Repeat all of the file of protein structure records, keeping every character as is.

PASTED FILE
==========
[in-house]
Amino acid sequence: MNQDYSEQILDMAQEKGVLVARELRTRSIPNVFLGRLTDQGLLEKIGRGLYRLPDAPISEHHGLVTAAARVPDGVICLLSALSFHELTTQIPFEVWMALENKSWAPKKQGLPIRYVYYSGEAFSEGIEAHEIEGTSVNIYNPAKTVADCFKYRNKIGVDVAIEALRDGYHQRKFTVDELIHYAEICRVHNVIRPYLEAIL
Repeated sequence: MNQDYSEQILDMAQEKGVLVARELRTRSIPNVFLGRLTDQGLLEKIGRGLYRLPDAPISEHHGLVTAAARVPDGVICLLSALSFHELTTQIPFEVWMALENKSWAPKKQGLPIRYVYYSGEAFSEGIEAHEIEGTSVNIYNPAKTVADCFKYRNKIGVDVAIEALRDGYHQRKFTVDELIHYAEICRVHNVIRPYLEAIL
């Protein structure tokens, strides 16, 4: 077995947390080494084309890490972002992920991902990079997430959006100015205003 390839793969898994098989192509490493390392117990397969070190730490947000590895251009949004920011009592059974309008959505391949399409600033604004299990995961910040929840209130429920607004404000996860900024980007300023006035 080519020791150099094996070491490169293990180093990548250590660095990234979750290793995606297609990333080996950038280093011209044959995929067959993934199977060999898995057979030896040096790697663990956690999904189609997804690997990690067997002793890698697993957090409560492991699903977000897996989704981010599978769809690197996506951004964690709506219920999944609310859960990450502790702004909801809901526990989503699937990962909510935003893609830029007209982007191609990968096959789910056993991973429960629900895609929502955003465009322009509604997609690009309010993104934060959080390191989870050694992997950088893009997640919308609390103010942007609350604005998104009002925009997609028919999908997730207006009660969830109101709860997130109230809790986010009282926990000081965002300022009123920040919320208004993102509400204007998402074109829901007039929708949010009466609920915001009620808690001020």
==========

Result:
[in-house]
Amino acid sequence: MNQDYSEQILDMAQEKGVLVARELRTRSIPNVFLGRLTDQGLLEKIGRGLYRLPDAPISEHHGLVTAAARVPDGVICLLSALSFHELTTQIPFEVWMALENKSWAPKKQGLPIRYVYYSGEAFSEGIEAHEIEGTSVNIYNPAKTVADCFKYRNKIGVDVAIEALRDGYHQRKFTVDELIHYAEICRVHNVIRPYLEAIL
Repeated sequence: MNQDYSEQILDMAQEKGVLVARELRTRSIPNVFLGRLTDQGLLEKIGRGLYRLPDAPISEHHGLVTAAARVPDGVICLLSALSFHELTTQIPFEVWMALENKSWAPKKQGLPIRYVYYSGEAFSEGIEAHEIEGTSVNIYNPAKTVADCFKYRNKIGVDVAIEALRDGYHQRKFTVDELIHYAEICRVHNVIRPYLEAIL
């Protein structure tokens, strides 16, 4: 077995947390080494084309890490972002992920991902990079997430959006100015205003 390839793969898994098989192509490493390392117990397969070190730490947000590895251009949004920011009592059974309008959505391949399409600033604004299990995961910040929840209130429920607004404000996860900024980007300023006035 080519020791150099094996070491490169293990180093990548250590660095990234979750290793995606297609990333080996950038280093011209044959995929067959993934199977060999898995057979030896040096790697663990956690999904189609997804690997990690067997002793890698697993957090409560492991699903977000897996989704981010599978769809690197996506951004964690709506219920999944609310859960990450502790702004909801809901526990989503699937990962909510935003893609830029007209982007191609990968096959789910056993991973429960629900895609929502955003465009322009509604997609690009309010993104934060959080390191989870050694992997950088893009997640919308609390103010942007609350604005998104009002925009997609028919999908997730207006009660969830109101709860997130109230809790986010009282926990000081965002300022009123920040919320208004993102509400204007998402074109829901007039929708949010009466609920915001009620808690001020």